I just returned from the PCI Security Standards Council .  It was great to spend a couple of days talking tech and trends with other security experts.

The hottest trend this year in the payment security industry is “tokenization”.   This technology lifts credit card numbers from sets of data and replaces them with unique one-way tokens (e.g., “234cew23”) in the data instead.  The original credit card numbers are stored in a “secure token vault” and may only be retrieved by authorized people and processes who present another set of credentials (preferably two-factor credentials).

The reason businesses find tokenization compelling is because PCI requirements state that data sets with credit card numbers must be treated with more care than data sets without that information (e.g., just your name, expiration date, etc.).  The higher degree of care often translates into full encryption, good key management, regular key rotation and a host of other security controls.  All these extra controls cost money, so if businesses can ratchet down the sensitivity of their data with tokenization, they can enjoy cost savings by not having to implement (or audit) other security controls.

Anyone buying in at this stage would be an early adopter: the Council has not yet endorsed the use of this technology.  However, the Council has formed a working group to come up with specific guidance (e.g., are hashes OK, if so, which ones, are unique IDs OK, etc.), so some level of future acceptance seems likely.  So far the working group has only provided a definition of the technology (essentially, the one I provided above).   However, a draft recommendation from the Council with specifics is expected around the new year.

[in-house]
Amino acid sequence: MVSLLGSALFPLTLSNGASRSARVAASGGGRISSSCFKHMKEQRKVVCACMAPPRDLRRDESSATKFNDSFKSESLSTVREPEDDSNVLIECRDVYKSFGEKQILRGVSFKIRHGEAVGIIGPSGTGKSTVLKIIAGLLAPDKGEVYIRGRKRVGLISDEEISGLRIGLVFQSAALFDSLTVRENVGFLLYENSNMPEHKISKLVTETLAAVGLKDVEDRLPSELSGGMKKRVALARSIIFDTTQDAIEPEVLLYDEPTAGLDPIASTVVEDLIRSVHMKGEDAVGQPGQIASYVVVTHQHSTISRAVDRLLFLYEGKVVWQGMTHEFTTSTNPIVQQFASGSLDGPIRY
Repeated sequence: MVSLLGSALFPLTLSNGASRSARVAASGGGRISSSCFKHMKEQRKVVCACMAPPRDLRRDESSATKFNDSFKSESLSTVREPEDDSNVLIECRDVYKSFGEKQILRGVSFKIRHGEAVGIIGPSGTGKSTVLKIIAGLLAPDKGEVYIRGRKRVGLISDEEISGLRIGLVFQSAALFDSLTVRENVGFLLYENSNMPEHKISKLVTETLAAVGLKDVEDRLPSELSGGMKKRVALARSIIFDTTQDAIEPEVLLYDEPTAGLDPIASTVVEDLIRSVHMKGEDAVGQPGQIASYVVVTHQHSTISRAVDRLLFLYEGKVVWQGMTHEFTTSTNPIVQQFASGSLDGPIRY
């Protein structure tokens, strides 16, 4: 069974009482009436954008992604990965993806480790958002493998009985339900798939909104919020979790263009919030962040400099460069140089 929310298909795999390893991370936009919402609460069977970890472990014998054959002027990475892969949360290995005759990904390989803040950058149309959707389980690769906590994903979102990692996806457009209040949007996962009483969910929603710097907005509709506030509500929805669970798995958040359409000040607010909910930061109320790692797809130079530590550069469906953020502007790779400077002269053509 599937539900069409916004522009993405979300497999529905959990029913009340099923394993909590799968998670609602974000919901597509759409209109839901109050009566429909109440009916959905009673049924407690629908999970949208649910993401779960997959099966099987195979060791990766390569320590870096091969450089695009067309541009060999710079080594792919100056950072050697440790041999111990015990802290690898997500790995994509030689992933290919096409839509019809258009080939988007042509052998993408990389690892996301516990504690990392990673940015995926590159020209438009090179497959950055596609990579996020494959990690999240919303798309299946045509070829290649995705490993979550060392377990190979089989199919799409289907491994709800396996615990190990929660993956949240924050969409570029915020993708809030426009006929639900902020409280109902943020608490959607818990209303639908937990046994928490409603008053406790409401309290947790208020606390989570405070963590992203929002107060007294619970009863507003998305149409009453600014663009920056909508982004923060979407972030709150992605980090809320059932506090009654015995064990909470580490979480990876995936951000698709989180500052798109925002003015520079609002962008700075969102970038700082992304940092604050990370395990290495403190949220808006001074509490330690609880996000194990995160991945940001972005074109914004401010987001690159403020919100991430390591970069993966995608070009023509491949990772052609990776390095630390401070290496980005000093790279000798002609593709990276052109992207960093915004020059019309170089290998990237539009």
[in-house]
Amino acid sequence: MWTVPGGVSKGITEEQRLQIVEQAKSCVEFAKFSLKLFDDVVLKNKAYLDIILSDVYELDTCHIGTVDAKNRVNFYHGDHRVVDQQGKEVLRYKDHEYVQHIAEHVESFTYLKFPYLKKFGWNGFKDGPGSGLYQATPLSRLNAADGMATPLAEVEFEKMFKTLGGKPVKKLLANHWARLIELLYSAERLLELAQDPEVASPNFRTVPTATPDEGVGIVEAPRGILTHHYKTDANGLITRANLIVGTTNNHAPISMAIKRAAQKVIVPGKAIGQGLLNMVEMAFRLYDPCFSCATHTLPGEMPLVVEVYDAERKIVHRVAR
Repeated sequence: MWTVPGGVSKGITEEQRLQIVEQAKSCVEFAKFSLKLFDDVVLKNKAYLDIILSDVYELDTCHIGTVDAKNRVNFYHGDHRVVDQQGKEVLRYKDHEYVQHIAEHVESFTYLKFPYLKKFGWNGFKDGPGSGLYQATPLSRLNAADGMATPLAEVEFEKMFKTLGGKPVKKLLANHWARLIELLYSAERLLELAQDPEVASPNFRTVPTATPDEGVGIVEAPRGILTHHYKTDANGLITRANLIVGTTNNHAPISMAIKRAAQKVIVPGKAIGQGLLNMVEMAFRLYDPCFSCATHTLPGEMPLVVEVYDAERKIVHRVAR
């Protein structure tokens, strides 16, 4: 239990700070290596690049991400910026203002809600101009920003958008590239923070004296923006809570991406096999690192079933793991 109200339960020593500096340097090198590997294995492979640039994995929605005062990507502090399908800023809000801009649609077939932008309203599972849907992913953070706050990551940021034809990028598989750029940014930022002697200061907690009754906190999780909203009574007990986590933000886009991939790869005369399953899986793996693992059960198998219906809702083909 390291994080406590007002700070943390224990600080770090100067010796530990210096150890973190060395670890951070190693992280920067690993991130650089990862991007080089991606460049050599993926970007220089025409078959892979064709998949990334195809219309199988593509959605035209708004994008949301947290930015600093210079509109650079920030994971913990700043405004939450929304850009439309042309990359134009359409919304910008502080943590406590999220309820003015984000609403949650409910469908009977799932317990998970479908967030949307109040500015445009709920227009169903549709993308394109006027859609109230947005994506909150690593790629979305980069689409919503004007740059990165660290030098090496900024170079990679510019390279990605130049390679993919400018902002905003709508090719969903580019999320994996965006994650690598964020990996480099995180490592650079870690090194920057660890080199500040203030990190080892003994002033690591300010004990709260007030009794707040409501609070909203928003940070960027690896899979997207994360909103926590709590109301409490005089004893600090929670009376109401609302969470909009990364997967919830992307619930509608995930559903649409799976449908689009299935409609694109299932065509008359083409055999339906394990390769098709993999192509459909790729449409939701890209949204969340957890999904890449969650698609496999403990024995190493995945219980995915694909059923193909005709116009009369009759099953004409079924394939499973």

Ipswitch’s Jonathan Lampe will be attending this week’s PCI Security Standards Council Community Meeting in Orlando, FL.  He’ll be blogging from the event to keep us updated on discussions about the new PCI DSS 2.0 and other key Council initiatives.

As part of their ongoing mission, The PCI Security Standards Council enhances and evolves the PCI Data Security Standards as needed to ensure that the standard includes any new or modified requirements necessary to mitigate emerging payment security risks, while continuing to foster wide-scale adoption.  We anticipate some very interesting forum conversations to review and discuss how the PCI DSS should evolve with this next release.

In the meantime, thought you’d want to watch this great video from the PCI Security Standards Council website.  BTW, the bearded singer is Bob Russo, the PCI Council’s General Manager.  Great job with the video Bob!